It’s a great routine. Lee uses, as he explains, “the rhetoric and implied values of Top Gear to satirize the rhetoric and implied values of Top Gear.” Top Gear which is, to quote Steve Coogan of Alan Partridge and Saxondale fame, “three rich, middle-aged men… [who] have this strange notion that if they are being offensive it bestows on them a kind of anti-establishment aura of coolness; in fact, like their leather jackets and jeans, it is uber-conservative.” [2]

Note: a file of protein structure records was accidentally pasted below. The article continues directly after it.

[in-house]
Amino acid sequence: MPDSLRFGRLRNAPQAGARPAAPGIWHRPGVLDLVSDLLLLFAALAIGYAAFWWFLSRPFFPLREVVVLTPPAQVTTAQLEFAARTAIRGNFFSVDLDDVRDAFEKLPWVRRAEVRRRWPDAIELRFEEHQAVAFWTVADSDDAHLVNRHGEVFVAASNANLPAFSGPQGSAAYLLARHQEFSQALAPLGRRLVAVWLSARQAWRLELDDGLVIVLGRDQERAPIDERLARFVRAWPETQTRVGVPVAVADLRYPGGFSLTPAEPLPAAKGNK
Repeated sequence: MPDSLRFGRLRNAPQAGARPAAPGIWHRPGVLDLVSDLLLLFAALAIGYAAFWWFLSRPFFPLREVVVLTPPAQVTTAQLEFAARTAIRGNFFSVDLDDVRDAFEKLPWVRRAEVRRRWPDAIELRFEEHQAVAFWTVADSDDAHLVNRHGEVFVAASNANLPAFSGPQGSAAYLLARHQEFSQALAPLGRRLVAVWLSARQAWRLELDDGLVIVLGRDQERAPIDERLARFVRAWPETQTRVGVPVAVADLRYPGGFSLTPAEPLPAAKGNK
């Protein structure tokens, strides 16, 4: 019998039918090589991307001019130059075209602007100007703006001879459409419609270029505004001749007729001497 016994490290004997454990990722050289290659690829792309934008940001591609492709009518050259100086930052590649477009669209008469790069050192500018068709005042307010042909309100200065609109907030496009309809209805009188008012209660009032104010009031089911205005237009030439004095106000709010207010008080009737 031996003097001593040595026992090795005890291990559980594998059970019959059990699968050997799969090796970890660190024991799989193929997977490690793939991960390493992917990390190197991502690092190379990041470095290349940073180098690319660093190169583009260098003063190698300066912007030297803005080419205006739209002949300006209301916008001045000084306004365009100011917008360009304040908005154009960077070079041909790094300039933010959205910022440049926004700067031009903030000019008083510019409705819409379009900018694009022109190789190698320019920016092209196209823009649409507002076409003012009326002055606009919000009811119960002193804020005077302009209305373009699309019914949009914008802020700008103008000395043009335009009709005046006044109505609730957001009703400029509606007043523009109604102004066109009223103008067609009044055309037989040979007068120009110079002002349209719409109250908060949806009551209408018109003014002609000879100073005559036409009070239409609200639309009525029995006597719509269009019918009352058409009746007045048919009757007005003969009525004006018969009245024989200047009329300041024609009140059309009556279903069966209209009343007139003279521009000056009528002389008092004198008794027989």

I have a reason for bringing up British comedians making criticisms of Top Gear, I promise. Particularly, it’s that those criticisms, Lee’s and Coogan’s, seem to me to also apply to what I call Dudebro Irony (I doubt the term is original with me). Dudebro Irony is when people – when men – say overtly sexist things, either in conversation or in art works, with the assumption that everyone will understand that they are not intending to be sexist. That it’s just a joke. Like on Top Gear.